On an snowy vista, a 30-something British man in a suit, straw cowboy hat and floral lei exits a blue phone box. He then starts jabbering to a strange-looking alien about deflowering Queen Elizabeth I, as well as his potentially impending death. And then there’s a glimpse of an alien city, a prayer circle and a close-up of a man laughing evilly. Are you intrigued? Excited? Unless you’re a fervent sci-fi fan, probably none of the above.
This clip from the upcoming Doctor Who episode The End of Time, Part 1, released last Friday on BBCamerica.com, makes no effort to engage new viewers. However, it’s not for the casual fan that said clip was released. Rather, its release is just the latest example of BBC Worldwide’s recent commitment towards engaging Doctor Who‘s global fan base — and, presumably, cutting down on piracy.
See, the End of Time clip had already premiered earlier that Friday on British television as part of the BBC’s Children in Need charity special, an annual pledge drive that uses special content from various BBC shows to encourage donations. Participating BBC shows and stars contribute original sketches, live performances, or, like Doctor Who this year and last year, special clips from future episodes — it’s a nice way to spread the BBC brand, hype upcoming special events, and do something good for kids while they’re at it. But because of the BBC’s unique nature as a public broadcaster, this content is typically kept offline and/or geoblocked: All of the clips I’ve linked to in this paragraph are pirated versions put online by fans with access.
So there’s something encouraging about the fact that in this case, BBC America is self-distributing the End of Time clip and making it embeddable for a global audience. According to BBC Worldwide America COO Chris Carr via email, “We know that BBC America has a tech-savvy audience, especially Doctor Who fans, so releasing video clips online is a great way to reach this group.” The implication of this statement, of course, is that said tech-savvy audience will know where to get the content they desire should it not be provided legally.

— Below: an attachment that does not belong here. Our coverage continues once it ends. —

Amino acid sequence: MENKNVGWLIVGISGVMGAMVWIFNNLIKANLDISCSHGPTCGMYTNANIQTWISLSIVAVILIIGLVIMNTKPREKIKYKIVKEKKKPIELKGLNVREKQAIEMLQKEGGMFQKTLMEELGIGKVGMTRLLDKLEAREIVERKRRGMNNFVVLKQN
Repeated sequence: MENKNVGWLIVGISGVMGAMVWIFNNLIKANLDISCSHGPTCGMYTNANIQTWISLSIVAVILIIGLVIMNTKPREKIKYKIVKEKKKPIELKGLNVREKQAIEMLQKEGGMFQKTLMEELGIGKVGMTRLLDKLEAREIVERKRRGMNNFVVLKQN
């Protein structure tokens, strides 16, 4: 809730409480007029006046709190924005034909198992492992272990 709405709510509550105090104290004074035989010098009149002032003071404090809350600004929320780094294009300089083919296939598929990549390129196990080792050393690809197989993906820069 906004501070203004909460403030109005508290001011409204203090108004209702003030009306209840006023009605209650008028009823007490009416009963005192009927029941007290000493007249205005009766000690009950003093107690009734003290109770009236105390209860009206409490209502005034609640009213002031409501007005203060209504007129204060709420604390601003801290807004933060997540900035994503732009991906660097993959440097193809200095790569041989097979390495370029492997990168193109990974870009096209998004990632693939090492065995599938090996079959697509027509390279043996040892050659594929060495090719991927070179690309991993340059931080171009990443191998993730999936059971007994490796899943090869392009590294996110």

Carr also noted that “Our policy is to air programs as close to the UK broadcast whenever possible,” but in the past British TV fans have waited for months, not hours, to legally watch new episodes of their favorite shows on BBCA. For example, BBCA is currently airing episodes from season 12 of the popular car series Top Gear, but Top Gear is currently on season 14 in the UK. However, Doctor Who — The End of Time promises to draw a large audience, as the two-parter marks the final episodes of current star David Tennant. So the fact that BBCA has taken one step further to indulge American audiences by airing End of Time, Part 1 just one day after its UK premiere is possibly the best deterrent towards piracy the network could make.
However, this isn’t a company-wide policy, as the BBC mothership currently has a ridiculous sort of geoblocking in place on its official YouTube account, which prevents American users from clicking on the channel page, but does allow them to watch almost arbitrarily selected clips. One of those clips viewable by American audiences is NOT the BBC’s official upload of the End of Time clip, but unauthorized versions of the End of Time clip are on YouTube anyway, individually accumulating tens of thousands of views. You might just chalk that up to the fact that fans of the time-traveling titular Doctor would consider such authority-shucking behavior a fitting tribute to their favorite hero. But it’s really just the same story as always — when the technology allows it, people will watch what they want, where they want, when they want.